Since the dawn of time, funerals have been the accepted way to create a final ‘goodbye’ for a loved one; ceremonies involving rituals and practices dependent on religious and cultural beliefs.
Our society has become more secular over the years and whilst many families don’t want to reject a prayer or a hymn from the ceremony, nor do they want it to be based on the Victorian model of ‘ashes to ashes, dust to dust’.
Rather, a more personalised approach is being adopted; the celebration and recognition of a life, the acknowledgement of their impact upon us, and a reflection of all they meant to us.
Such a ceremony can easily be created by the family themselves. They, above all, knew the deceased, and carry their memories in their hearts. But the more emotionally accurate the tribute, the harder it is for close family and friends to speak the words.
It’s important to remember what the funeral ceremony seeks to achieve. It is usually the last time anyone will be in the presence of the deceased’s physical remains which requires an acknowledgement of their passing.
The shock of a sudden death or even an expected demise can leave nearest and dearest in a state of denial. With the loss, comes pain; a pain felt by all present at a funeral ceremony creating strength through sharing. That shared emotion also helps to establish meaning to a communal loss and the understanding of a new identity without that person in your lives.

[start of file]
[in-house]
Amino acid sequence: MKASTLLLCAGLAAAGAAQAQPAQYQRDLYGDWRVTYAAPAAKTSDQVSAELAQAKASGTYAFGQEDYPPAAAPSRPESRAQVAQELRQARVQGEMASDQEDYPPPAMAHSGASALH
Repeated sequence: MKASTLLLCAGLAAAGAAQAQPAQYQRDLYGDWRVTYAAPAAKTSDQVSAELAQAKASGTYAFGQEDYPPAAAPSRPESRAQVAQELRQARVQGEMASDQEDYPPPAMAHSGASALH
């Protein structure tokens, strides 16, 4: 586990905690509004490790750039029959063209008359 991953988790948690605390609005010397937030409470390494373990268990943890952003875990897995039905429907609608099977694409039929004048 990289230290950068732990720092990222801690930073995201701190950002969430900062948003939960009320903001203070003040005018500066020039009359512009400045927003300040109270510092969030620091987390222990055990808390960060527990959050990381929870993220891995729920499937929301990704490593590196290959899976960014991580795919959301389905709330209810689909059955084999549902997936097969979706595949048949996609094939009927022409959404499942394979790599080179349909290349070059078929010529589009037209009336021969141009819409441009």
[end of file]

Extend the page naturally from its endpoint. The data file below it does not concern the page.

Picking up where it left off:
Above all, the ceremony needs to provide a sympathetic and positive reflection of the deceased’s life – a celebration if you will!
A celebration of life should still satisfy all the key requirements of a funeral but gives a very different feel to the occasion.
Direct cremation in which there is no funeral as such, just a family choice in the disposal of ashes, is now offered by various funeral directors.
Time will tell whether this will turn out to be a popular option, it’s certainly a cheaper one – but does it actually accomplish the ‘closure’ of a funeral ceremony?
Western civilisation is exceptionally bad at discussing death, particularly one’s own and this means that many people die without having indicated their preferences for their funeral. With choices involving natural burial, resomation, or cremation, families can feel lost and bewildered when it comes to making decisions.
Which also brings us to the question, who is the funeral ceremony for? Is it for the person who has passed away? Or is it for the family and friends left behind? How many times have you heard the phrase ‘it’s what he/she would have wanted?’ How do we know that?
There is little doubt that funerals are complicated affairs and families are increasingly wanting ‘individual’ and relevant goodbyes.
If the bereaved don’t know the wishes of the deceased, they need to know the options available to create the ‘send off’ of their choice.
A funeral celebrant can help with every step of the way if desired. In particular, the writing of a ceremony that will provide both the celebration of a life alongside the catharsis of a final goodbye.